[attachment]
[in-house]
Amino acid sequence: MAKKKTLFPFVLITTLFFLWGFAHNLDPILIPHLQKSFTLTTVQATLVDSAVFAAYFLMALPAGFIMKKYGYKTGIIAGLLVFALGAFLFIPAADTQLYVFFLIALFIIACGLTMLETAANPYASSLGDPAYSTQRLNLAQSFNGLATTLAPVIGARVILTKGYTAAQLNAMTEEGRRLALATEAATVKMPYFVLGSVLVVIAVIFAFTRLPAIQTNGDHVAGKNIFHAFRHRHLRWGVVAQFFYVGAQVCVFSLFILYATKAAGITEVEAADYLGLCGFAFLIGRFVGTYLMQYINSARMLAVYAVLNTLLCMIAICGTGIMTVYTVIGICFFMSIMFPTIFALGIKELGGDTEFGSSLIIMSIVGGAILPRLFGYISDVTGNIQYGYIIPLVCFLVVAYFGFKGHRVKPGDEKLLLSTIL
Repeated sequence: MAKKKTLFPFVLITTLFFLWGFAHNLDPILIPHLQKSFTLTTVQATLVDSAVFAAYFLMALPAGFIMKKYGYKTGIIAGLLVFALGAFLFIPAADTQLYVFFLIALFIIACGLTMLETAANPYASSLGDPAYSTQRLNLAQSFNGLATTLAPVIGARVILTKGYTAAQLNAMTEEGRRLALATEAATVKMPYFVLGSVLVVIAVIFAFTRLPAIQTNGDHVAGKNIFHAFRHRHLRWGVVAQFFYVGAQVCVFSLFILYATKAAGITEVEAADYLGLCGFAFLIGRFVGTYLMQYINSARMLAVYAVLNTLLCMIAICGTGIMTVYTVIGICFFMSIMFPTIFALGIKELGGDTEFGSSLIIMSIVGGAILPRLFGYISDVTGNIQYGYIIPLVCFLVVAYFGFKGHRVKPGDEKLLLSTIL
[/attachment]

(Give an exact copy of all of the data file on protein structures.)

[in-house]
Amino acid sequence: MAKKKTLFPFVLITTLFFLWGFAHNLDPILIPHLQKSFTLTTVQATLVDSAVFAAYFLMALPAGFIMKKYGYKTGIIAGLLVFALGAFLFIPAADTQLYVFFLIALFIIACGLTMLETAANPYASSLGDPAYSTQRLNLAQSFNGLATTLAPVIGARVILTKGYTAAQLNAMTEEGRRLALATEAATVKMPYFVLGSVLVVIAVIFAFTRLPAIQTNGDHVAGKNIFHAFRHRHLRWGVVAQFFYVGAQVCVFSLFILYATKAAGITEVEAADYLGLCGFAFLIGRFVGTYLMQYINSARMLAVYAVLNTLLCMIAICGTGIMTVYTVIGICFFMSIMFPTIFALGIKELGGDTEFGSSLIIMSIVGGAILPRLFGYISDVTGNIQYGYIIPLVCFLVVAYFGFKGHRVKPGDEKLLLSTIL
Repeated sequence: MAKKKTLFPFVLITTLFFLWGFAHNLDPILIPHLQKSFTLTTVQATLVDSAVFAAYFLMALPAGFIMKKYGYKTGIIAGLLVFALGAFLFIPAADTQLYVFFLIALFIIACGLTMLETAANPYASSLGDPAYSTQRLNLAQSFNGLATTLAPVIGARVILTKGYTAAQLNAMTEEGRRLALATEAATVKMPYFVLGSVLVVIAVIFAFTRLPAIQTNGDHVAGKNIFHAFRHRHLRWGVVAQFFYVGAQVCVFSLFILYATKAAGITEVEAADYLGLCGFAFLIGRFVGTYLMQYINSARMLAVYAVLNTLLCMIAICGTGIMTVYTVIGICFFMSIMFPTIFALGIKELGGDTEFGSSLIIMSIVGGAILPRLFGYISDVTGNIQYGYIIPLVCFLVVAYFGFKGHRVKPGDEKLLLSTIL